Review: Rogue Trooper #2
The legend begins! Genetically engineered to wage war on a poisoned planet, the G.I.s were wiped out during their first deployment against the Norts. But one lone soldier survived the Quartz Zone Massacre, and his Souther creators want him back… dead or alive! IDW is proud to re-introduce Rogue Trooper in this all-new series!
The Rogue Trooper continues his mission this month with the release of the second issue of his new series from IDW. The story is written by Brian Ruckley and features art by Alberto Ponticelli. Stephen Downer handles colors and Tom B. Long provides lettering. The first issue was a good introduction to one of 2000 AD’s most beloved characters, but how does the second outing go?
After rescuing a Souther prisoner from his Nort captors, Rogue Trooper is helping to escort the young soldier back to his base. When they finally make it back, Rogue finds out that this Souther outpost is an antique with a capital “a.” They’re running low on everything. It doesn’t help that a kill squad has been dispatched to take care of Rogue, the sole survivor of the Quartz Zone. There are some military politics being played about whether Rogue should be brought in or killed on the spot, but the prevailing thought is to kill the big, blue soldier and let him regroup with his comrades in the afterlife. Outmanned and outgunned, can Rogue and the ragtag group of soldiers at the base hold off an elite hit squad? Will Rogue be able to escape death yet again?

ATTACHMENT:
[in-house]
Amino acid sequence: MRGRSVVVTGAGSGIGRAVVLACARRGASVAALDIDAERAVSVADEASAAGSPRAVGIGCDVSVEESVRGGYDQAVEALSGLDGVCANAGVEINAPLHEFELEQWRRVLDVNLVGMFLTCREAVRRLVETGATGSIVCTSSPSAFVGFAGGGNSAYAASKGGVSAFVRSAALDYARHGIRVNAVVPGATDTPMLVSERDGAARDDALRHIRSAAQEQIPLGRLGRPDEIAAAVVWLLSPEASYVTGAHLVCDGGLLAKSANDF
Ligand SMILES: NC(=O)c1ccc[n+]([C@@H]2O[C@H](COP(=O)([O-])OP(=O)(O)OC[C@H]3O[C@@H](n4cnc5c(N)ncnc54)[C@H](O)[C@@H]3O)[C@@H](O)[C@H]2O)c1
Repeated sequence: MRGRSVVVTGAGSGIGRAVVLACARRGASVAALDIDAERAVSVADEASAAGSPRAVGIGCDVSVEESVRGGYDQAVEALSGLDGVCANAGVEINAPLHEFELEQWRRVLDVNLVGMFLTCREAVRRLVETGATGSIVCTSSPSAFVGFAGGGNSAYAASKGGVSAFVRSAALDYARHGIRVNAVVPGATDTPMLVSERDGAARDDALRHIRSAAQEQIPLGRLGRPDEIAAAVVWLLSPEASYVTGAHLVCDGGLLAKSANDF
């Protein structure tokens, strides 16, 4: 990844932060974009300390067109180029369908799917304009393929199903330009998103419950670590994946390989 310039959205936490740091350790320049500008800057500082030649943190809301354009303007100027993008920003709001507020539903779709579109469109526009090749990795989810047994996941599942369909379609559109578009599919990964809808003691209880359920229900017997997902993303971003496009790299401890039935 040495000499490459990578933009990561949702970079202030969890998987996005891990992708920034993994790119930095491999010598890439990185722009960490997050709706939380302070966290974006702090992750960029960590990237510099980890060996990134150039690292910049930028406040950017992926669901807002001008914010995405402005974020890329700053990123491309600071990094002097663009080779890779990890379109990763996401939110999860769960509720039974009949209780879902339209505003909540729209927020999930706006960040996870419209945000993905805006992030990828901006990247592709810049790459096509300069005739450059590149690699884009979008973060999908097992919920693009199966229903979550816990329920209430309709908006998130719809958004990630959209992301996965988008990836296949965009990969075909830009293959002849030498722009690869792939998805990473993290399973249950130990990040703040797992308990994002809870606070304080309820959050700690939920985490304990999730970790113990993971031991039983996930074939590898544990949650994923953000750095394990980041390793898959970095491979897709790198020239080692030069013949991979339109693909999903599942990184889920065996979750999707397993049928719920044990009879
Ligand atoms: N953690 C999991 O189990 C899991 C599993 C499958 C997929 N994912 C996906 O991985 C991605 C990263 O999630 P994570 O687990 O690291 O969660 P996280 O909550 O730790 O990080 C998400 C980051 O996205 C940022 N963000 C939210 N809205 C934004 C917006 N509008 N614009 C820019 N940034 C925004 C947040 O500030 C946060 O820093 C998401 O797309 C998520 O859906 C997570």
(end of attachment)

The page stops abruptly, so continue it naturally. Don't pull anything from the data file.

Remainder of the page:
Ruckley writes a very tight and thrilling story. There is big, explosive action to be had for sure, but this is more about the drama and the character of the Rogue Trooper and what drives him. He’s a man, a genetically engineered soldier rather, who is trying to do what’s right. While he might not be able to pull off his larger mission of finding out why his brothers in arms were killed, he’s going to do what he can along the way to right some perceived wrongs. He’s a driven individual. Ponticelli’s art is a great fit for the story. There is a slight rough edge to things that serves this sci-fi military story well. The Rogue Trooper is a very strange, intimidating, and stoic figure in this vast and barren landscape. Ponticelli really gets to have some fun with the various members of the small military outpost by creating some very distinct and well-drawn characters. Downer’s colors rely on a lot of blues, of course, but things look very dark and gloomy. That fits perfectly with the desolate setting.
Bottom Line: Rogue Trooper is a perfect marriage between a war story and a sci-fi adventure. Ruckley and company have set a great story, and it will be interesting to see how, or rather if, Rogue Trooper comes out of it. 3.5/5
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